Sachdeva, J gave judgment on December 5, 1985. On December 10, 1985 the notice of appeal was filed and it was also served. Unfortunately, the request for copies of proceedings and judgment of the same rate was not served. Mr Ngwiri for the respondent has confirmed this fact, about which Mrs Khaminwa was unsure. After that the clerk dealing with appeals in the chambers of Khaminwa and Khaminwa fraudulently misappropriated the appellant’s money paid as fees. The copies were ready by February 17, 1986 and this became known to Mrs Khaminwa office on February 26, 1986. It appears that the charges for the copies were paid to the court. The date is unkown. Mrs Khaminwa had thought that the applicant had not brought the fees. The fraudulent activities of this clerk became known in May 1986 and the papers were received by Khaminwa & Khaminwa on May 23, 1986. Then it was found that the time to lodge the record of appeal had expired. It had expired on February 9, 1986 or thereabouts. But after May 23, 1986 it still took until August 11 to apply. The application has been heard in vacation.
Several aspects call for special mention-
1.As the copy of the letter requesting proceedings was not served on the respondent the proviso to rule 81(1) of the Court of Appeal Rules does not apply (See Rule 81(2) of the rules.) Hence, it is immaterial that a certificate of delay was acquired during the course of the hearing of this application. The Registrar should be more careful in certifying delay. His certificate covers the period from December 10, 1985 to May 23, 1986. It should surely have ended on February 26, 1986 at the latest. It did not take the court from February 26, 1986 to May 23, 1986 to prepare the copies. It is therefore with relief that I do not have to deal with the certificate of delay.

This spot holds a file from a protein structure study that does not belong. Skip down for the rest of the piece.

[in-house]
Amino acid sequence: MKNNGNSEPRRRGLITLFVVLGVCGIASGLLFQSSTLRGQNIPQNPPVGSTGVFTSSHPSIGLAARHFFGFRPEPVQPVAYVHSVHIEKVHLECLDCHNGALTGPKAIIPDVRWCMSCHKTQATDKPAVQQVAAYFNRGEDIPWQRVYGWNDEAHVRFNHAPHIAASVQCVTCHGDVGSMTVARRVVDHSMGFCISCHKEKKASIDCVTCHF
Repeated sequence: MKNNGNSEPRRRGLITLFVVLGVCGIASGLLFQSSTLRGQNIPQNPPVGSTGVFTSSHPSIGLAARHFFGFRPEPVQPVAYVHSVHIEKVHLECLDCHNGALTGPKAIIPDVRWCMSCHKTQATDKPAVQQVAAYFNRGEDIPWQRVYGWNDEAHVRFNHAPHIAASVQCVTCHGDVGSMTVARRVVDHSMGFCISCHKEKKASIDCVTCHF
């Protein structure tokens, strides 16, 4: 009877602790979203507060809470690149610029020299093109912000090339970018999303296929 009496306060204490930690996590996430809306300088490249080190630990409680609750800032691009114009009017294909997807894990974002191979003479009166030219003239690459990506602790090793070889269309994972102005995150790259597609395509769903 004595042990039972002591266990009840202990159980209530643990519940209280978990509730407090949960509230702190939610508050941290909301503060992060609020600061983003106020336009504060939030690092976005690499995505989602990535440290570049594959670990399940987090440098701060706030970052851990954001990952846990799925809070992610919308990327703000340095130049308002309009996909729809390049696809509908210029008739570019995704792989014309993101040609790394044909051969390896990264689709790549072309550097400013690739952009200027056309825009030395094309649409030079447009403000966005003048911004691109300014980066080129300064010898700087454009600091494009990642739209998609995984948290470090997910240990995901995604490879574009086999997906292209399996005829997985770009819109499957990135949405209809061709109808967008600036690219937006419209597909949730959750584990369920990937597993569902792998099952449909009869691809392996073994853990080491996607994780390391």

2.If a clerk is fraudulent and conceals his dealings with a client there is not much a senior partner can do until the fraud is discovered. This is not the first time that this has happened. The period of the fraud cannot be held against the lay client. I would excuse the period up to May 23, 1986. It may be that this clerk also failed to serve the request for proceedings.
3.It is at this point that the application becomes very difficult. The time for lodging the appeal had expired over three months earlier in February 1986. Yet another three months expired before this application was made. The explanation by Mrs Khaminwa is that her client did not bring her the fees for this application. Why was that? It may be implied that her client was financially hard-pressed. The respondent has sworn no affidavit to this effect, and there is therefore no explanation for this delay. I would have thought that after this firm of advocates had found that a clerk had prejudiced the appeal, that the firm would have made good the lost time as far as possible and if necessary advanced the fees. No one knows how much the respondent had advanced the fraudulent clerk in any case. The firm had also not served the request for the proceedings. That had prejudiced the appeal as well. I am not sure what a lay client would think about all of this, but I consider he or she would at least expect the firm to put things right. I find that the advocates ought to have moved stenuously to save their client in May, 1986 as soon as they had found out what had happened, and they did not do so. I put this delay down to the advocates as they ought to have shouldered the burden fully, without blaming their client for not bringing further fees.
Mr Ngwiri has, however, pointed out that the subject matter of the appeal ought to be res judicata. The respondent did not appeal at an earlier stage. She has had a good deal of attitude from the courts. I see that, but I was not sure I can say clearly that there could be no appeal. I have to weigh this with the effect of the fraud and failure to serve the request for proceedings. It is my view that the latter outweighs the earlier indulgence. I do not know of any lay client from whatever walk of life that the client might come, who would not feel bitter at being cheated out of an appeal substantially by the fraud of this firm’s clerk and the lack of initiative of this firm to put things right when the fraud had been discovered. It is on this basis, the fault of the advocates, that the application succeeds.
I will grant an extension of 30 days from today’s date for the record of appeal to be lodged. The advocates should pay the costs personally unless they wish to show cause why they should not. If they do, I will hear them.
Dated at Nairobi this 18th day of September, 1986.
JUDGE OF APPEAL
I certify that this is a true copy of the original